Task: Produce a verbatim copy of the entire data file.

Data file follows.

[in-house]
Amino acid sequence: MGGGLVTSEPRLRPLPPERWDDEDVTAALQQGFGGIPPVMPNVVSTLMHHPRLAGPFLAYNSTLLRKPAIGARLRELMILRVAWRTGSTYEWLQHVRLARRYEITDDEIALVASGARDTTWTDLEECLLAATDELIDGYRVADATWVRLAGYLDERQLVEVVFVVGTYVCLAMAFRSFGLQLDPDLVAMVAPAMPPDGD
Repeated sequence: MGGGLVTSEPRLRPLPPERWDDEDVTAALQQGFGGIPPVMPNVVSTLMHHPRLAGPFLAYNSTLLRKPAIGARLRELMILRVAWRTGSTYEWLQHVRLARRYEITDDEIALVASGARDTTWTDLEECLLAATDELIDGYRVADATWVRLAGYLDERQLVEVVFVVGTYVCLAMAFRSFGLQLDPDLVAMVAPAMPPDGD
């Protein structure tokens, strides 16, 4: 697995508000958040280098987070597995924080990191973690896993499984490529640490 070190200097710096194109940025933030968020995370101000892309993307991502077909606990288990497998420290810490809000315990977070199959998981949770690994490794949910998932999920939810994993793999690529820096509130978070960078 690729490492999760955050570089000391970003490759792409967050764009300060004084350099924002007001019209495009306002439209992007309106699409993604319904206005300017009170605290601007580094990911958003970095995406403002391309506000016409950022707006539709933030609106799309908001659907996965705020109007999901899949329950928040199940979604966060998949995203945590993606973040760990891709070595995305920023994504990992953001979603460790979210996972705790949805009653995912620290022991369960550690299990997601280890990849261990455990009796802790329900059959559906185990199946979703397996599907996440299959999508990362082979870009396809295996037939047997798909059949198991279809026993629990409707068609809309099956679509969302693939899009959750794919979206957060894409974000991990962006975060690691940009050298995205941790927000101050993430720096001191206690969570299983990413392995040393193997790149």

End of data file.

[in-house]
Amino acid sequence: MGGGLVTSEPRLRPLPPERWDDEDVTAALQQGFGGIPPVMPNVVSTLMHHPRLAGPFLAYNSTLLRKPAIGARLRELMILRVAWRTGSTYEWLQHVRLARRYEITDDEIALVASGARDTTWTDLEECLLAATDELIDGYRVADATWVRLAGYLDERQLVEVVFVVGTYVCLAMAFRSFGLQLDPDLVAMVAPAMPPDGD
Repeated sequence: MGGGLVTSEPRLRPLPPERWDDEDVTAALQQGFGGIPPVMPNVVSTLMHHPRLAGPFLAYNSTLLRKPAIGARLRELMILRVAWRTGSTYEWLQHVRLARRYEITDDEIALVASGARDTTWTDLEECLLAATDELIDGYRVADATWVRLAGYLDERQLVEVVFVVGTYVCLAMAFRSFGLQLDPDLVAMVAPAMPPDGD
């Protein structure tokens, strides 16, 4: 697995508000958040280098987070597995924080990191973690896993499984490529640490 070190200097710096194109940025933030968020995370101000892309993307991502077909606990288990497998420290810490809000315990977070199959998981949770690994490794949910998932999920939810994993793999690529820096509130978070960078 690729490492999760955050570089000391970003490759792409967050764009300060004084350099924002007001019209495009306002439209992007309106699409993604319904206005300017009170605290601007580094990911958003970095995406403002391309506000016409950022707006539709933030609106799309908001659907996965705020109007999901899949329950928040199940979604966060998949995203945590993606973040760990891709070595995305920023994504990992953001979603460790979210996972705790949805009653995912620290022991369960550690299990997601280890990849261990455990009796802790329900059959559906185990199946979703397996599907996440299959999508990362082979870009396809295996037939047997798909059949198991279809026993629990409707068609809309099956679509969302693939899009959750794919979206957060894409974000991990962006975060690691940009050298995205941790927000101050993430720096001191206690969570299983990413392995040393193997790149």